We experienced showering and we smell a faint amount of sewage water in our bathroom. We start to think that it’s the water reacting to our floor tiles, but it’s not.
Then, one tired evening we decide to take a bath and help ourselves with some relaxation, only to fill the tub with a heightened scent of dirty water. That is not exactly because our water supply is contaminated, it could be caused by our water heater. How to add hydrogen peroxide to water heaters is a great knowledge that can help us keep the contamination away from our heated water.
If our cold water starts smelling like sewage, then there is a big possibility that the water supply is contaminated. However, if it starts happening to our heated water, then there must be a reaction happening within our water heating system.
Softened water can sometimes emit this disgusting smell. Usually, softened water accumulates hydrogen sulfide gas that gives off that dirty water scent.
What is softened water? This is a type of water that was treated to remove calcium, magnesium and certain metal cations in hard water. It makes use of lime softening or ion-exchange resins that are achieved by using nanofiltration or reverse osmosis.
Anode rod is a part of our water heater system that draws corrosive agents in the water. Over time, the anode corrodes, concentrating all corrosive agents to itself making the water heater clean.
The role of anode rod is to become sacrificial, absorbing or attracting corrosive materials in the water. However, the anode rod will soon look like it has been eaten by bacteria. Once it has nothing left, it will start emitting a smell that goes to our heated water. This can be caused by a reaction between the rod and the sulfate from the water therefore making the hot water have its unbearable scent.
The most common type of anode rod that comes with our water heater is aluminum. Aluminum corrodes the slowest but it is meant to be paired up with hydrogen peroxide to remove the sewage scent from our heated water. The reason why aluminum is packaged together with our new water heater is because it is very cheap. If the water sewage smell becomes very strong and unacceptable, changing the anode rod is the step to take.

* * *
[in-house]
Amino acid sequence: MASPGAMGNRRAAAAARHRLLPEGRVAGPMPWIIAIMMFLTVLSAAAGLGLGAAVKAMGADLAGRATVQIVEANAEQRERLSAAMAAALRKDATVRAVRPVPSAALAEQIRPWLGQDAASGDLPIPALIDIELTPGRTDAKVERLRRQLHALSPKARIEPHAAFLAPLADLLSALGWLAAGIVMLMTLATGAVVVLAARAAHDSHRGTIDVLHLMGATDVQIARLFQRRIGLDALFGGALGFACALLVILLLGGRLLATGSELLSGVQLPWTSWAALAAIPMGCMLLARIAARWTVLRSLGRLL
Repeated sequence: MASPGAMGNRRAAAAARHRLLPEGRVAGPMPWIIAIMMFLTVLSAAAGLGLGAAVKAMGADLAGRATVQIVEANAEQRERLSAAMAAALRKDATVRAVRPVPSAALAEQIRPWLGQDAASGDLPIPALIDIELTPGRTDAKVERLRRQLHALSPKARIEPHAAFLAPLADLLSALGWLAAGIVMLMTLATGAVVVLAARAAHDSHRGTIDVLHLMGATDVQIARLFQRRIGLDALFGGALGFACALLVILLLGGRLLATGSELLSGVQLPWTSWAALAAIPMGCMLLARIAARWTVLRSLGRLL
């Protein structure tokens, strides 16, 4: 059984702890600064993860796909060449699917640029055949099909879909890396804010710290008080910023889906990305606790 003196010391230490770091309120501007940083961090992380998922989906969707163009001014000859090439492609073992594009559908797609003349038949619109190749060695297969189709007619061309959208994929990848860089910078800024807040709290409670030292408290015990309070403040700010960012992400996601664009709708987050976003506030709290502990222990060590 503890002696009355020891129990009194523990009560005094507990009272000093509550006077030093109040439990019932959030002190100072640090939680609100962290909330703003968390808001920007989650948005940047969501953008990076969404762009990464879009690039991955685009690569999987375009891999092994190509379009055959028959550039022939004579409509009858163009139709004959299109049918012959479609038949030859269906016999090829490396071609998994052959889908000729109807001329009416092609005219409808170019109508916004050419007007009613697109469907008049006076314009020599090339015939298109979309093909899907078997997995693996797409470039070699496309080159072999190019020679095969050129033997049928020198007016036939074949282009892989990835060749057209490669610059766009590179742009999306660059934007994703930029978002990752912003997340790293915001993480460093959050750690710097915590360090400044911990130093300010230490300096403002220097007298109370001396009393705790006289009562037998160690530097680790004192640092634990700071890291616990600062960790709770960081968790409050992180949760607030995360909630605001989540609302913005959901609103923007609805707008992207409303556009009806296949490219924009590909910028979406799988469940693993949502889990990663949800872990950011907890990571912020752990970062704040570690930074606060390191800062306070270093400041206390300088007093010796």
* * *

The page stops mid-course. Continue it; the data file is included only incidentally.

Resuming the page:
However, the use of hydrogen peroxide is to combat Sulfur Bacteria. Sulfur Bacteria is natural to our water supply. When it comes in contact with our water heater it can make it its breeding ground, therefore increasing hydrogen sulfide gases. In order to eliminate the smell caused by bacteria, add hydrogen peroxide in cleaning the tank out.
Here are 8 easy steps on how to add hydrogen peroxide in our water heater:
- Shut it down. Do not work repairs with anything electrical without shutting it off. Same goes with gas water heaters. We can turn off the electrical water heater through the circuit breakers or if it is an easy plugged in type to electrical sockets, please unplug it. For gas, make sure that we turn it off from the pilot.
- Drain thoroughly the water heater tank and close the valve after we have drained. Before we drain out the water, make sure that it has cooled down to avoid third-degree burns.
- Make use of 3% hydrogen peroxide. An exact measurement of 2 quarts per 40 gallons should followed. It will still depend on the size of our water heater tank. Add it in our tank.
- Open the cold water supply and fill up the tank.
- Let the water seep in with the hydrogen peroxide. Do not turn on the heater yet. This is to let the hydrogen peroxide take care of the nasty smell. Let it sit for about 2-3 hours to have its full effect.
- Flush out the tank. After waiting 2 hours, turn on our heated water faucet and our cold water valve and flush out the tank. This will clean not just the tank but also our pipes.
- Fill up the tank. When we’re no longer smelling the dirty water scent, we can fill the tank up once again for usage. Test the scent from the hot water faucet. If the scent is still lingering, keep on flushing out the water heater tank.
- Turn the power on. Once it’s all done, turn the power supply on back to our water heater. Observe if the smell has been removed from the heated water.
Contrary to popular belief, heating does not always kill bacteria. In this case, sulfur bacteria thrive in heated water tanks that populate over time creating sulfide gas. How to put hydrogen peroxide in our water heater is a learning that will make life easier for we when cleaning out our water heater tank. It is advisable to maintain our water heater by performing a routine clean-up in its tank at least once a year. Not only will it make our water heater last longer but it will keep our hot water free from corrosive agents and free from sulfur bacteria that causes that dirty water smell.